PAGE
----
A new station was built in the eastern part of the county on Saint Matthews Church Road, near Stokes Ferry Road.
It would be 10 years before the county built another EMS station. The station opened on N.C. 152, west of China Grove, as a way to provide a quicker response to calls in the Millbridge, Enochville and Atwell areas.
A new central Salisbury station opened in November 2008, and a mobile telecommunications unit was added. Eventually, firefighters also began providing medical response. Hamrick is also a medical captain with Locke Fire Department.
Nearly 21 years after she was appointed to replace Barber, Connell retired.
When Connell retired, the training officer, Lennie Cooper, was appointed to succeed her. Cooper remains the head of Rowan EMS, serving as manager since 2010.
Rowan County EMS now operates under the Department of Emergency Services, which also includes fire and emergency management.
Rowan Emergency Services Director Frank Thomason said the vision was to create an umbrella department. Rowan EMS makes up about 85 percent of the total staff of the Department of Emergency Services, he said.
In January, the most recent station was added beside the Cleveland Fire Department, which shortened the response time in the western part of the county. The facility cost about $186,000.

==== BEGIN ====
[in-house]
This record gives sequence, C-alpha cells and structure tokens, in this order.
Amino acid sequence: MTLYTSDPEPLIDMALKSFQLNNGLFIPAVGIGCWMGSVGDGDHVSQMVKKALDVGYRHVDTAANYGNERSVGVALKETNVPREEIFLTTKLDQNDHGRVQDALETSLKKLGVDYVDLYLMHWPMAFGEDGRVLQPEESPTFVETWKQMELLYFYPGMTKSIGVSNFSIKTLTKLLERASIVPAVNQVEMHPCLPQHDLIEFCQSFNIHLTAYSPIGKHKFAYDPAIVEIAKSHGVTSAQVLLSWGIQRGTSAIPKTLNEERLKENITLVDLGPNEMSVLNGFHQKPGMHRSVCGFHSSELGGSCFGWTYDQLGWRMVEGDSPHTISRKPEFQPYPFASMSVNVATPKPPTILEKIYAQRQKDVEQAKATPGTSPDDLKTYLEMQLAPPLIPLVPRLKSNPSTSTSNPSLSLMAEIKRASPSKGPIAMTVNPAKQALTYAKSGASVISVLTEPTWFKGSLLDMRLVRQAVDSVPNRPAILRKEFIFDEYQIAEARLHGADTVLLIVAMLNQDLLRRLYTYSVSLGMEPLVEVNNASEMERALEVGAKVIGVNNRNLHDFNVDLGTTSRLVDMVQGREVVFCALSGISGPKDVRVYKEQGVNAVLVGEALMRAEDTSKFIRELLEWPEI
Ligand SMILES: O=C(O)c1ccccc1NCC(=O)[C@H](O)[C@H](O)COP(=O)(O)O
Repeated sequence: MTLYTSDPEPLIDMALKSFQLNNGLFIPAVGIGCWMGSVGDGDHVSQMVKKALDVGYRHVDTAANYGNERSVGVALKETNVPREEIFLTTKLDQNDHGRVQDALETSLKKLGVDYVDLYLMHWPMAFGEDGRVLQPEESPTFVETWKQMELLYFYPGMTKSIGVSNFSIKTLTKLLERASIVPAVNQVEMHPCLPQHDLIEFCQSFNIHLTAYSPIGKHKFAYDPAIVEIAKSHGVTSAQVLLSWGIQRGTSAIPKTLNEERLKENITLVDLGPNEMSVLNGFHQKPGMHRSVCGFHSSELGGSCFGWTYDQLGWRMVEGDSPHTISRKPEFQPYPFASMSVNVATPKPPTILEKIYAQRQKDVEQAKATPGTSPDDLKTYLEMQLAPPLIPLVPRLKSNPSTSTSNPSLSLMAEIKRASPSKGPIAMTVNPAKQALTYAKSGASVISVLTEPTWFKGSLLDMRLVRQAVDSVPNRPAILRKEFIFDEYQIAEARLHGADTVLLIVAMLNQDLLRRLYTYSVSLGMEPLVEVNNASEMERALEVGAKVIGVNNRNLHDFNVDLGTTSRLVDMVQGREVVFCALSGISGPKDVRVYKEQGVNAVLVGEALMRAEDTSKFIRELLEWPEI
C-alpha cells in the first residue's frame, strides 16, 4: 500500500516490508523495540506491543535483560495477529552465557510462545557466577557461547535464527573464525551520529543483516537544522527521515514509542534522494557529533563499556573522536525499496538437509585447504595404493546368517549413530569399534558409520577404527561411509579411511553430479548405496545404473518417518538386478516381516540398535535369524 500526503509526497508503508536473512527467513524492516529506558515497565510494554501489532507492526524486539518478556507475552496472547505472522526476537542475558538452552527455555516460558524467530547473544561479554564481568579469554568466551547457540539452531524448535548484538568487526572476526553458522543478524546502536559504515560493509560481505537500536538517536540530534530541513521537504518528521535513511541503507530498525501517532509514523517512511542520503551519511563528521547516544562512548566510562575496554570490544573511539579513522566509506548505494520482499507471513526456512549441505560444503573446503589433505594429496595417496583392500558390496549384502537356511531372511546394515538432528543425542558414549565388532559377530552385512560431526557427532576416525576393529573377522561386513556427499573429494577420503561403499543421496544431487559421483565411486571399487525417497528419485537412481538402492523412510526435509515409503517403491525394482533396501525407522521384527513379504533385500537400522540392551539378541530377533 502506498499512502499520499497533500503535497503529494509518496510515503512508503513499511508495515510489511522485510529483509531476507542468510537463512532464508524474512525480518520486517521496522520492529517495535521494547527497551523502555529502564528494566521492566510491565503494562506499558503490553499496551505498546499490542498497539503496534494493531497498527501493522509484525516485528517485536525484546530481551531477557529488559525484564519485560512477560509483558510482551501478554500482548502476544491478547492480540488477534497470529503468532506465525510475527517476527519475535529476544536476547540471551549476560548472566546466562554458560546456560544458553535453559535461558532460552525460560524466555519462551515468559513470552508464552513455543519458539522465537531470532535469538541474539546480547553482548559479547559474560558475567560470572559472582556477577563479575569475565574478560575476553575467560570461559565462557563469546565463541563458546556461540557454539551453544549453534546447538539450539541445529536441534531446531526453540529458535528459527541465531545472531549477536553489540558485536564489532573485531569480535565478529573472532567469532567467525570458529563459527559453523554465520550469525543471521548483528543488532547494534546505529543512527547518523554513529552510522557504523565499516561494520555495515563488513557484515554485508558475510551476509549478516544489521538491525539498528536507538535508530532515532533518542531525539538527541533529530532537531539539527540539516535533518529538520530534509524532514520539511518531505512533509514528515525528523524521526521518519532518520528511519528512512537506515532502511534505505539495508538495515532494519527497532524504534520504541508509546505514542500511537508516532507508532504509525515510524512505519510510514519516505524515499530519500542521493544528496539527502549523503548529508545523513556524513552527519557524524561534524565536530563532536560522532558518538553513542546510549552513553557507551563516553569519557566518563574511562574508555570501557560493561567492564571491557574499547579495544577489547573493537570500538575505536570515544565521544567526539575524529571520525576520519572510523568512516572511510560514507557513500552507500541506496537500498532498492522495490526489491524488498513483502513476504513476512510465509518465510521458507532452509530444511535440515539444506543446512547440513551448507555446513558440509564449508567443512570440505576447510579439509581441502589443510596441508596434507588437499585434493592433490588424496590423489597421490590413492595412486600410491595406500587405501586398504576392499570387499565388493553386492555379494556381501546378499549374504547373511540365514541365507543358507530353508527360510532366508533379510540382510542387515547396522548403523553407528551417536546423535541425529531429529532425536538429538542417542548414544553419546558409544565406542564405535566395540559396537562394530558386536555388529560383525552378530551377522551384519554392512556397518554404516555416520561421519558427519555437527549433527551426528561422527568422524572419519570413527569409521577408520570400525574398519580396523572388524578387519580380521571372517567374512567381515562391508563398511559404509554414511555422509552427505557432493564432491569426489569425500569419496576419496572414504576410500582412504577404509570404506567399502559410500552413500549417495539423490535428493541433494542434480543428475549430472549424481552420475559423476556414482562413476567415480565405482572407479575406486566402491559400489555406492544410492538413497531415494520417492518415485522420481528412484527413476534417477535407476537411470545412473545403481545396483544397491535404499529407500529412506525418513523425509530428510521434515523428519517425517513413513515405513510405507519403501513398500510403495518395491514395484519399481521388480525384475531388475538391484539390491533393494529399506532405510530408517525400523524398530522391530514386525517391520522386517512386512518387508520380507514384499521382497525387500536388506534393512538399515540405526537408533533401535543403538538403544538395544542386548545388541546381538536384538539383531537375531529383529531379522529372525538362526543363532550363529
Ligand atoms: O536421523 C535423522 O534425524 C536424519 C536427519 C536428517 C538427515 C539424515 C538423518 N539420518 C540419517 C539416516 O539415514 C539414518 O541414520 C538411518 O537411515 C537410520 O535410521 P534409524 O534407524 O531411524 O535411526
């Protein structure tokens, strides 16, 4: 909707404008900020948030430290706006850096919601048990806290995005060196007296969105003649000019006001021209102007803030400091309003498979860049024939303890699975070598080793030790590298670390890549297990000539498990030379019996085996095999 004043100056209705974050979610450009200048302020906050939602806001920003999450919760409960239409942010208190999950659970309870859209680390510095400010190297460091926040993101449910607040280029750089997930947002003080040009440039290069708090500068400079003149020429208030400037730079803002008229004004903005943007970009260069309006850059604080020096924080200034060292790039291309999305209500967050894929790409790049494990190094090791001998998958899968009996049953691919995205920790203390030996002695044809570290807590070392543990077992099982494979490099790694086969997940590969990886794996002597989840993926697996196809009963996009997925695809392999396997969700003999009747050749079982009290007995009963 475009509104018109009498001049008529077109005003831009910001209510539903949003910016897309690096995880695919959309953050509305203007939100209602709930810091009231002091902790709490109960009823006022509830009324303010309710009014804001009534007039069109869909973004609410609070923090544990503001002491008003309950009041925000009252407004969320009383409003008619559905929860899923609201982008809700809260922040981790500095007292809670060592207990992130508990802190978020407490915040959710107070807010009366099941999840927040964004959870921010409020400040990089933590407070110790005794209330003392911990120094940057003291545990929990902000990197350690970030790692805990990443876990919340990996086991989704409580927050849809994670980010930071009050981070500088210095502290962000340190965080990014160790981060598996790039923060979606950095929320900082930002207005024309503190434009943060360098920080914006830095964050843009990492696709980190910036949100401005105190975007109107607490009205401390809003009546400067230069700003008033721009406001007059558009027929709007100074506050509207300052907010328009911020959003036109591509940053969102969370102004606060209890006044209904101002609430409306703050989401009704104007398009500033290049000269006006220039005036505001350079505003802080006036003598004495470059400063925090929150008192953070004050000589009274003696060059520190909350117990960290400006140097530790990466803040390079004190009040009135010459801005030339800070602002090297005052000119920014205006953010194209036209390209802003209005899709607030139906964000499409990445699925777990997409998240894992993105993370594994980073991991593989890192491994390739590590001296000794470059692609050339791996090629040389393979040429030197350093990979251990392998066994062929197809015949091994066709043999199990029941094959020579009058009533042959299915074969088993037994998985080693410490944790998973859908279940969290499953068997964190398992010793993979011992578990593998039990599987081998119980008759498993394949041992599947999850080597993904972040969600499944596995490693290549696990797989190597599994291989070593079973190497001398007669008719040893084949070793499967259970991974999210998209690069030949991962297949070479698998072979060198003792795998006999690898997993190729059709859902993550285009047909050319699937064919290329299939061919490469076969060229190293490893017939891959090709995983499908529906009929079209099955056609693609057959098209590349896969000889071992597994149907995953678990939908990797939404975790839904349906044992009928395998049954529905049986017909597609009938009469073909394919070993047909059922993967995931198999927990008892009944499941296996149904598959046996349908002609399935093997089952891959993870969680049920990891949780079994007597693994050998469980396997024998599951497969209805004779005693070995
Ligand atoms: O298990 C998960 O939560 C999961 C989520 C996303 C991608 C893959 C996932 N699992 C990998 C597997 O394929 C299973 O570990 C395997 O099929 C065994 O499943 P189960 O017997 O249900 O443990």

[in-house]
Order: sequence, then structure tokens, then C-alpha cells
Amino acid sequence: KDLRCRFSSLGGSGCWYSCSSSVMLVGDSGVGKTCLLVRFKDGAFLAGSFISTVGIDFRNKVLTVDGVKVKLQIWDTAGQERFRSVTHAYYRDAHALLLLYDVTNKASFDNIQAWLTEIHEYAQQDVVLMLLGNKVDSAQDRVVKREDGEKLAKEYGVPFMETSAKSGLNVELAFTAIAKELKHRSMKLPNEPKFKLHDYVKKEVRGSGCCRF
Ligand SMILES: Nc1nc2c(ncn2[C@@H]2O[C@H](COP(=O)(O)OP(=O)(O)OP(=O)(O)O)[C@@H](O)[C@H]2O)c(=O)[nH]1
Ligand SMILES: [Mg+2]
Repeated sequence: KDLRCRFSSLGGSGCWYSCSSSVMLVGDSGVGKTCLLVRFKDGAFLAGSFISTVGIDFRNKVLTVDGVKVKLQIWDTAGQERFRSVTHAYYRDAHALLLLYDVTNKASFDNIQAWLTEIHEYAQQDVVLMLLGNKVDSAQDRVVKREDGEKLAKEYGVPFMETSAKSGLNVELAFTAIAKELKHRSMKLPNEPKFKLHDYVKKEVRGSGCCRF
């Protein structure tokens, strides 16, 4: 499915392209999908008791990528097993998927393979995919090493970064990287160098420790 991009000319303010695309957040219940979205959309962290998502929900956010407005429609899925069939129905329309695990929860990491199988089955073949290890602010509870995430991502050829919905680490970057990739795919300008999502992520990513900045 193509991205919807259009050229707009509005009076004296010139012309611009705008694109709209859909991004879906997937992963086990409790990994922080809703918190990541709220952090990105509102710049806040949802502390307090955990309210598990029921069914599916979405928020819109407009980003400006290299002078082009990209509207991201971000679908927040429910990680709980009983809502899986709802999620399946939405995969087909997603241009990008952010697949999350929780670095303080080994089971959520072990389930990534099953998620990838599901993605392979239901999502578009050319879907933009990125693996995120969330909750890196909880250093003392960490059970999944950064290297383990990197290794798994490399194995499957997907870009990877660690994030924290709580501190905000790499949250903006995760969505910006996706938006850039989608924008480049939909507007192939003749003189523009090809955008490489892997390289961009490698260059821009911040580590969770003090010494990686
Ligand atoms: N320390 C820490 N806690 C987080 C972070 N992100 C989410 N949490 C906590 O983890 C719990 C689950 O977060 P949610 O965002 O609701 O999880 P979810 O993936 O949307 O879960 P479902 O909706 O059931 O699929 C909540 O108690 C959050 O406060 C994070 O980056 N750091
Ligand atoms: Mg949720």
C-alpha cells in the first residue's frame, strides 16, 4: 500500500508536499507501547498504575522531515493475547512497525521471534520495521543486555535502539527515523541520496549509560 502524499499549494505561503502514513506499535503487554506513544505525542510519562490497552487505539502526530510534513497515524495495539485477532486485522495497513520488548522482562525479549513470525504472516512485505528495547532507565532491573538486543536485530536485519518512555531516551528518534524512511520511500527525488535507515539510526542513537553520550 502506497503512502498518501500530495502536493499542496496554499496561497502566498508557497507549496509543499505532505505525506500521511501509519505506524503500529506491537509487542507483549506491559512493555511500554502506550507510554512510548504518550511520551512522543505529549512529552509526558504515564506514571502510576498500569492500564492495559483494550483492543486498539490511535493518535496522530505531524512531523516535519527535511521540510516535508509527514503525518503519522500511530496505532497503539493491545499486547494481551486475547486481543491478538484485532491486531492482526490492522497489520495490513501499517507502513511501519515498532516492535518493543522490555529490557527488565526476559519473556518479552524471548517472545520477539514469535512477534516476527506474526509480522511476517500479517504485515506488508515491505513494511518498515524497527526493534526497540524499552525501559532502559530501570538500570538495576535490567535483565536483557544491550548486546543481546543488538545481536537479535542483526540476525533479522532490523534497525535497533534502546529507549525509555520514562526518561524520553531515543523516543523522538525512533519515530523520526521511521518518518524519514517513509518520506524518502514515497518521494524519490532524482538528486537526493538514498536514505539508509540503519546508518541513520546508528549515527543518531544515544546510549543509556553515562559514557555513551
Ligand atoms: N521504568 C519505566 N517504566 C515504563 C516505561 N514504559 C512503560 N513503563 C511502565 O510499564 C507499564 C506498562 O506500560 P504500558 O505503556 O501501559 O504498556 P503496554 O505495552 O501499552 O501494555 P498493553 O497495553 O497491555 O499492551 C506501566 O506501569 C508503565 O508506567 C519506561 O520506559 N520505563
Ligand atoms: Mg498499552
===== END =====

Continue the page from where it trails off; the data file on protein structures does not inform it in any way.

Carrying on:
The Cleveland station can be moved if the Cleveland Fire Department decides to expand, Hamrick said.
He said the Cleveland station will provide services to people who historically went to the hospital out of the county by private vehicles. He credits Cleveland residents with pushing for a station in their area.
“They approached commissioners a year before the decision was even made to build,” Thomason said.
He recalled that residents near the Liberty EMS station circulated a petition.
Thomason said growth models predict the next biggest surge of growth will come from the Rockwell area, and it is likely they’ll need an EMS station.
Rowan EMS has had slow, but continual growth, he said, because funding has always been an issue.
There were times when there were no funds to support the need for a new EMS station, Thomason said.
Contact reporter Shavonne Potts at 704-797-4253.